The Commercial Advertiser March 4, 1888
The accompanying picture shows the electrical locomotive which it is proposed to test soon off the tracks of the Buffalo Street Railroad Company. This car is a reproduction of a photograph showing a locomotive which was-and is believed still is-at work on the lines of the North Metropolitan Tramway Co., London. It was built under the patents of the Elieson Electric Company Limited, of No. 31 Liverpool Street, London. A locomotive like the one in the picture has arrived in New York from London, destined for Buffalo. In use an ordinary street car is hitched to it. It is understood that the motor will reach Buffalo in a few days, when the test will be made, and the public, no doubt, be given a chance to judge of its suitability for Buffalo Streets.
It is not claimed that the new motor is cheaper than steam, but it is noiseless, and can therefore be used in the streets. It is claimed to be cheaper than horses, and both cheaper and more trustworthy than the cable system. The motor was shipped to this country at the expense of the Elieson Electric Co., of London, England, who have had their system in successful operation at home for several months.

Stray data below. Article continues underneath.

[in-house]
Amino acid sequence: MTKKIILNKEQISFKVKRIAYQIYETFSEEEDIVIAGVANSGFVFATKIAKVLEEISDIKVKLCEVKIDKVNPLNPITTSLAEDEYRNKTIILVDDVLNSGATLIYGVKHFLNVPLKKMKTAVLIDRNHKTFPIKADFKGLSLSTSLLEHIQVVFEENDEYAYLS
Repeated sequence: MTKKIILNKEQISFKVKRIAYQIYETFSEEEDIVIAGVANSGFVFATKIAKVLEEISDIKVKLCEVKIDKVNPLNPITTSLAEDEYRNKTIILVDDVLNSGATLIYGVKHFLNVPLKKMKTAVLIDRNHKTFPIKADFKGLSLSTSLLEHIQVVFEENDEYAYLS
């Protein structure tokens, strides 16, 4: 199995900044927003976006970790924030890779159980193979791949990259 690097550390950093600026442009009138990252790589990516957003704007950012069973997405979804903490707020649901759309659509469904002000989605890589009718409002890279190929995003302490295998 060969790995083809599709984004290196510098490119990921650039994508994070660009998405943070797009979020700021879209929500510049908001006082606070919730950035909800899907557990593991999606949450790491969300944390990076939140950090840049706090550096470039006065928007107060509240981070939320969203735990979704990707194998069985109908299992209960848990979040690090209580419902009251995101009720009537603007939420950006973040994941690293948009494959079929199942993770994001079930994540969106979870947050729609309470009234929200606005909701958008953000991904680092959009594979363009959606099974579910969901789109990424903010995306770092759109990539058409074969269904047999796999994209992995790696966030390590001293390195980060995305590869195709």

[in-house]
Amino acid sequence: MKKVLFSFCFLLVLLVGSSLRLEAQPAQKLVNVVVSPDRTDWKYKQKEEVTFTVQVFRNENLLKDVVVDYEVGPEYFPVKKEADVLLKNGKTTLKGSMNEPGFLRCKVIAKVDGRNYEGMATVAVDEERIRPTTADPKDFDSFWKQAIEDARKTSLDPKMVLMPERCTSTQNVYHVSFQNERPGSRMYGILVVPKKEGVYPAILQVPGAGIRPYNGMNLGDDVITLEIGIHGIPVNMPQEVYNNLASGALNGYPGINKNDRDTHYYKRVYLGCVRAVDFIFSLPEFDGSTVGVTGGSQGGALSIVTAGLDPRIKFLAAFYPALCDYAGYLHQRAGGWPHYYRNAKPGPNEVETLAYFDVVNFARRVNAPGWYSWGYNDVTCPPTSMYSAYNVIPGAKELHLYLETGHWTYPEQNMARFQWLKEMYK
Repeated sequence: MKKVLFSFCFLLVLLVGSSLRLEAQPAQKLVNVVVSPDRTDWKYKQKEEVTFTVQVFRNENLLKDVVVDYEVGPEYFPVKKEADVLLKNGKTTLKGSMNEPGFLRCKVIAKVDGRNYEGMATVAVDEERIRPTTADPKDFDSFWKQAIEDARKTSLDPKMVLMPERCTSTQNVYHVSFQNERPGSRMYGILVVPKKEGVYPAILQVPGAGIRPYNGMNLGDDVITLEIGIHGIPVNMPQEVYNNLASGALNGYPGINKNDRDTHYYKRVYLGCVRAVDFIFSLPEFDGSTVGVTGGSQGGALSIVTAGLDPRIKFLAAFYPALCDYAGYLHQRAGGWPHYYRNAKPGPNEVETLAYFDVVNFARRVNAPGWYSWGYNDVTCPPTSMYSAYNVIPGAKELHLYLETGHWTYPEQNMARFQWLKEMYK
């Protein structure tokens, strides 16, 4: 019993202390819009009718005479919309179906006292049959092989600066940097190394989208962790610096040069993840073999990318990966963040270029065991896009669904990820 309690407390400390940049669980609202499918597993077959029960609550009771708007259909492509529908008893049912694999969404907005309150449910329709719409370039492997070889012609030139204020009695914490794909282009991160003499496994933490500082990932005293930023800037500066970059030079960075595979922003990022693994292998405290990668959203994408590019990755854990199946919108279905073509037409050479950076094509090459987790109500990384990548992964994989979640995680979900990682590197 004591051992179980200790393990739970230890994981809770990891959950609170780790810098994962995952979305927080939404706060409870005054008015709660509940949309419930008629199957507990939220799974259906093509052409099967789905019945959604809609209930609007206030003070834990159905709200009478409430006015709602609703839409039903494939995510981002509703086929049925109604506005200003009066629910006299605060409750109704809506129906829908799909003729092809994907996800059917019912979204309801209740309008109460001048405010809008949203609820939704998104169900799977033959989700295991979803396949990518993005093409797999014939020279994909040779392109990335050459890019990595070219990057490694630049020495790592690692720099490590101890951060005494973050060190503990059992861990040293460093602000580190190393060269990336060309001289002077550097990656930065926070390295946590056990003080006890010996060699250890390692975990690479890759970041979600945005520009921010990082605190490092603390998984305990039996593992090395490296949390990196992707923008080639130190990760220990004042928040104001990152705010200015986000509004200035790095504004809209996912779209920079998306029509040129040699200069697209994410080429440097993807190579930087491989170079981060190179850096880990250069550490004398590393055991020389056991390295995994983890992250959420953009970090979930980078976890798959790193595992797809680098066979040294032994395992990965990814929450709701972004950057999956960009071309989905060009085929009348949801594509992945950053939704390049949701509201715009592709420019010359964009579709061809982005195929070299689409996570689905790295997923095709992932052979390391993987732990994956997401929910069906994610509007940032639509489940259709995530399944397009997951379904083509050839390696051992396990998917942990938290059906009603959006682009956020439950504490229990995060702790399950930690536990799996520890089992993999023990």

|Main Street Buffalo|
Electrician Robison stood in the front door of the motor cab with his right hand upon the speed regulator, while with the other he grasped the cord of the warning bell. While rounding curves and crossing switches, as well as at the intersections of the principal streets, the speed was brought down to a snail's pace as a precautionary measure; but while traversing the long blocks where the track is in excellent condition, the Motor was permitted to bowl along at the rate of eight or nine miles per hour for short distances, to show what it was capable of doing in actual service. Up and down the grades it moved at about the same rate of speed, the power being shut off wherever gravity would give the requisite propulsion. The motion of the car was pleasanter and less jerky than where horse power is used, particularly in starting and stopping, while the noise was reduced sufficiently to permit of easy conversation without raising the voice.